A TRIO of women hope to sail into the record books by taking part in the ultimate endurance challenge – rowing 2,700 miles across the Pacific Ocean from San Francisco to Hawaii.

Lily Lower, 27, Bella Collins, 28, and Mary Sutherland, 41, from Burnham have teamed up with Purusha Gordon, 43, from Wiltshire, to take part in the Great Pacific Race.

Dubbed the Ocean Sheroes, they set off yesterday from beneath the Golden Gate Bridge in their boat Fenris.

It is a Rannoch R45, custom-built by Bella’s uncle, Charlie Pitcher, at Rannoch Adventures in Burnham.

Ocean Shereoes


The Ocean Sheroes will row in pairs, two hours on, two hours off, throughout the day and night burning up to 8,500 calories each day.

Since its launch in 2014, only 22 teams have ever completed the Great Pacific Race, with just two four-person, all-female teams reaching the finish line.

The team is facing physical and mental challenges, including body sores, seasickness, extreme exhaustion and fatigue.

Lily started sailing at the age of eight and has competed in three Fastnet Races and a trans-Atlantic race.

Ocean Shereoes


She is passionate about sustainability and wants to encourage people to make a change in their every day lives.

She said: “I wanted to take up this challenge because I’ve always enjoyed challenging myself, whether that be in an academic or work setting or through sport, and this is the ultimate challenge.

“I’ve got a fair bit of offshore sailing experience, and took up rowing at university, so ocean rowing combines the two sports.”

The team is looking to raise £60,000 for the Seabin Project. The ocean-cleaning technology, helps to create cleaner seas with healthier marine life by catching an estimated 1.5 tonnes of marine debris per year, including micro-plastics, microfibres, fuel and oil.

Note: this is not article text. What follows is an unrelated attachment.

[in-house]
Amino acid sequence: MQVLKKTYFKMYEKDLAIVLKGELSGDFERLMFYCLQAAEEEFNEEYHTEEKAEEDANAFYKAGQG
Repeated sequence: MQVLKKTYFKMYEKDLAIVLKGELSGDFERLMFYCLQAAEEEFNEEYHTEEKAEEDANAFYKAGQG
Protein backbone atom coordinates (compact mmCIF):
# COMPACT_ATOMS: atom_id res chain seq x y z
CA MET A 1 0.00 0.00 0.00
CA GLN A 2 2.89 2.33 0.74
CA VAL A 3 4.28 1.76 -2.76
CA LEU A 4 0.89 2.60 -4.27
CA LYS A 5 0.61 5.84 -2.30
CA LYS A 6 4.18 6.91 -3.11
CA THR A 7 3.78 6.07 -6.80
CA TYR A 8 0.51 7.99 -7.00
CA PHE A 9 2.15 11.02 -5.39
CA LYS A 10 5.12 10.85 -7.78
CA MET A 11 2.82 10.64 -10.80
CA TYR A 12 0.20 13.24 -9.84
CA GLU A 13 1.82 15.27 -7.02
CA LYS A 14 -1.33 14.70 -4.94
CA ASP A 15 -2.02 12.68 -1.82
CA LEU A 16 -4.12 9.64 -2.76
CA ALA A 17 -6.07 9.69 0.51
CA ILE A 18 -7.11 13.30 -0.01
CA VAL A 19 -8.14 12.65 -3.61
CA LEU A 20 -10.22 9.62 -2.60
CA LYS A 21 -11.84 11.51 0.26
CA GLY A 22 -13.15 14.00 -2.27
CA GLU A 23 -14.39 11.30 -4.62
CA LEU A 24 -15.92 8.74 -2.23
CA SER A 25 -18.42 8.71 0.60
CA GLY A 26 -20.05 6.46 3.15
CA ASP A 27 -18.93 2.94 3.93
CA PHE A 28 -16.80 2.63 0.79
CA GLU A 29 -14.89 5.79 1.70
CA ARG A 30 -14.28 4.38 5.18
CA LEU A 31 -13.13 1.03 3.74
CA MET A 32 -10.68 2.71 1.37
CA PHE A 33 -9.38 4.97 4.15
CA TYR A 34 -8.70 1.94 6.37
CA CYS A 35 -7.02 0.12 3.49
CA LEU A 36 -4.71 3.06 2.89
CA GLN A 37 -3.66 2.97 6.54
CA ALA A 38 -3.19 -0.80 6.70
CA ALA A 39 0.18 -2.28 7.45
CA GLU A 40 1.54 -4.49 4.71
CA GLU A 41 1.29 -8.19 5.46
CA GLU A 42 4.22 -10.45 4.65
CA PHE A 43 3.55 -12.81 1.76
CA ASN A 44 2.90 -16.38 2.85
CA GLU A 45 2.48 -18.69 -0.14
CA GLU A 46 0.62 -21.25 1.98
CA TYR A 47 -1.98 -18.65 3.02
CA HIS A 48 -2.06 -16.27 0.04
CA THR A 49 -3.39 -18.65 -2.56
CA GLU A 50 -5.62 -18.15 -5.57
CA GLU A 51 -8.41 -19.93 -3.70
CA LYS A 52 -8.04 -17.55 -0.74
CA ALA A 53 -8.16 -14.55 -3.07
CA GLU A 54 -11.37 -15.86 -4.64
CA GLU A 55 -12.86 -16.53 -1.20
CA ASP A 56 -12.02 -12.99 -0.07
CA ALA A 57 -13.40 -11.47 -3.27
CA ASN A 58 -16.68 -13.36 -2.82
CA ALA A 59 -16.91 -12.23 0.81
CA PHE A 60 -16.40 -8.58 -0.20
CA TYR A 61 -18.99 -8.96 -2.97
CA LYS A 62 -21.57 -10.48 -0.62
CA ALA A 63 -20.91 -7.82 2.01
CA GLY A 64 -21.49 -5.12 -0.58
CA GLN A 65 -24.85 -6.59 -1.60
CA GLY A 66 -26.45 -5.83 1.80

Bella is an avid sailor and surfer, and is more comfortable on water than land, rowing across the Atlantic in 2015/16.

Ocean Shereoes


She said: “I am doing this race because I love to have a challenge outside of my day-to-day life, where I’m learning about incredible charities like the Seabin Project and meeting inspiring people from all walks of life.

“It’s also about the adventure. There aren’t many places left in the world that are unexplored – I feel incredibly privileged to be able to see the marine landscape of the mid-Pacific.”

Keen sailor Mary already has three world records and races anything that floats.

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When not on the water, she loves the mountains and hopes one day to start a sanctuary for injured and retired animals with a vineyard on the side.

The Ocean Sheroes have had more than their fair share of pandemic problems.

Lockdown has limited training and three of them contracted Covid-19.

They also had to leave the UK a fortnight earlier than planned so they could quarantine.

The team are due to set off on their epic voyage at 1.30pm on Monday.